Tsukiji Market is Japan’s “Food Town,” where one can encounter all kinds of Japanese traditional foods. A mixture of wholesale and retail shops along with numerous restaurants line the streets and new culinary trends are born here.
Originally Tsukiji Market used to be the wholesale market for the professionals.
That is why items sold there were generally too big for a small family to buy.
However, some of the wholesale shops in the market have started retailing high-end merchandises for ordinary customers. For example, ready-to-eat omelets for sushi are now sold in smaller sizes.
Even a bite-sized egg roll can be had for those who just want to try it.
Tsukiji Market, primarily catering to the professionals, has recently opened its doors to ordinary customers and visitors.
The following is how the market has become well known and shaped into what it looks now.
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- Fresh Seafood & Processed Fish
- Meat, Poultry and Eggs
- Vegetables, Fruits and Garnitures
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Tsukiji Circle of Seasons
Tsukiji Spirit of the People
History of Tsukiji
In 1657, Edo (Old Tokyo) was devastated by the Great Fire of Meireki and the Tokugawa shogunate decided to fill in the coastal area of Edo. Using advanced civil engineering, the land was reclaimed from the Tokyo Bay and named Tsuki-ji (築・地), which literally means “constructed land”.
The place used to be quiet with only shrines and homes for Samurai families.
“Namiyoke Inari Jinja (Shrine)” happens to be at the back corner of Tsukiji Market.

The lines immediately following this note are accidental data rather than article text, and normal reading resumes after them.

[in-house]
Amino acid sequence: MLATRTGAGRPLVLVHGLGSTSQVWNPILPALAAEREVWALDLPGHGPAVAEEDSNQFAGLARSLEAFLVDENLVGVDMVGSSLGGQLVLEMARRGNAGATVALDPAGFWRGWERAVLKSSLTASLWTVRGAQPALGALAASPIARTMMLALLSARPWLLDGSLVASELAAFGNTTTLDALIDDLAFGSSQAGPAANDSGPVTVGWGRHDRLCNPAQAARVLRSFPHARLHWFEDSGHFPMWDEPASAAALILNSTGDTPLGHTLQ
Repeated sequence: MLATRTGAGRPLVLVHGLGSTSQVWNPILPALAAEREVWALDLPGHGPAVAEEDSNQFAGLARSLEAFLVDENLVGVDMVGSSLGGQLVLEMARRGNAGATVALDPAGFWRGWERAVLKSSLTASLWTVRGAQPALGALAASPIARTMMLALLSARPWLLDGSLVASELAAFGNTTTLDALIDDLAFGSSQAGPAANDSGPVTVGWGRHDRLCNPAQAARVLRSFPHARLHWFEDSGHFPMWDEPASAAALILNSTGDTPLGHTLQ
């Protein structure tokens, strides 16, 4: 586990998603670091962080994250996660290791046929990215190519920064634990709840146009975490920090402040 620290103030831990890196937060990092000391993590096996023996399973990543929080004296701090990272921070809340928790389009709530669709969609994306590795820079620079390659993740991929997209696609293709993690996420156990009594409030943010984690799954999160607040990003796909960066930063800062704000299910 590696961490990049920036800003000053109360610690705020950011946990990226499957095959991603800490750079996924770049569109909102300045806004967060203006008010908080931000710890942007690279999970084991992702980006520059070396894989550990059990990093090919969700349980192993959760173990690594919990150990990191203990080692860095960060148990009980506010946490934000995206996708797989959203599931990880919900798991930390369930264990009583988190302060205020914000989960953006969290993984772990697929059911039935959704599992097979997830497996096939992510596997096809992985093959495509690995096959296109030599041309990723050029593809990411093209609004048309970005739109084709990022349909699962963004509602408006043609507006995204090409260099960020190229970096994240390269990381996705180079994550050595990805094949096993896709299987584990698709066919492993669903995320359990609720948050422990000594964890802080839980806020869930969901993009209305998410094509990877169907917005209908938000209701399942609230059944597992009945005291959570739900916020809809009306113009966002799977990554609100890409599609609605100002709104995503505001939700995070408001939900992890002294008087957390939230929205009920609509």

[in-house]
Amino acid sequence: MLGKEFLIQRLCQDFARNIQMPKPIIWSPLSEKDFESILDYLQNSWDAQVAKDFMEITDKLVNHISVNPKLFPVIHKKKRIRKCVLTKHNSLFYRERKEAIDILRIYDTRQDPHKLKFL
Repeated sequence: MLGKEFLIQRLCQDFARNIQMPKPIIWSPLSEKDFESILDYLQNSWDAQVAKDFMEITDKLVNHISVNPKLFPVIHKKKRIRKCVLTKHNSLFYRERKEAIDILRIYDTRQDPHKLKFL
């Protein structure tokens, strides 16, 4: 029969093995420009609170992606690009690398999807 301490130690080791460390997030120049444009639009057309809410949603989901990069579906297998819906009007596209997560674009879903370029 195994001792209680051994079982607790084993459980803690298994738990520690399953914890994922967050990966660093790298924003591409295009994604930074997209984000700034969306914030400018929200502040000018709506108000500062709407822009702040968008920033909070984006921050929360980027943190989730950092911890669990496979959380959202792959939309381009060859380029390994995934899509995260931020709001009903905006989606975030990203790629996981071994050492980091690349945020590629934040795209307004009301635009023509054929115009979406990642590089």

Its name “Namiyoke” literally means “protection from waves,” and it has served as a guardian for Tsukiji Market.
2.The Birth of the Fish Market
Then in 1923, the Great Kanto Earthquake destroyed much of central Tokyo, including the Nihonbashi Fish Market. The fish market was then relocated to the Tsukiji district and began its operations in 1935, making Tsukiji a prosperous and bustling town.
Some of the buildings in Tsukiji are more than 80 years old. The owners use the first floor for their shops and usually live on the upper floors.
The intricate streets are like a maze, so don’t get lost.
3.Tsukiji and its Future
As Japan enjoyed a major economic growth in the 1980s, people all over the world became interested in the Japanese cuisine. Tsukiji Market has been attracting visitors from all around the globe.
The Tokyo Central Wholesale Market, originally placed in Tsukiji under the Tokyo Municipal Government, will move to other area in Tokyo.
Whatever happens to the circumstance about Tsukiji Market, it is and it will be the best marketplace for customers to buy fresh seafood, vegetables, and Japanese traditional food materials.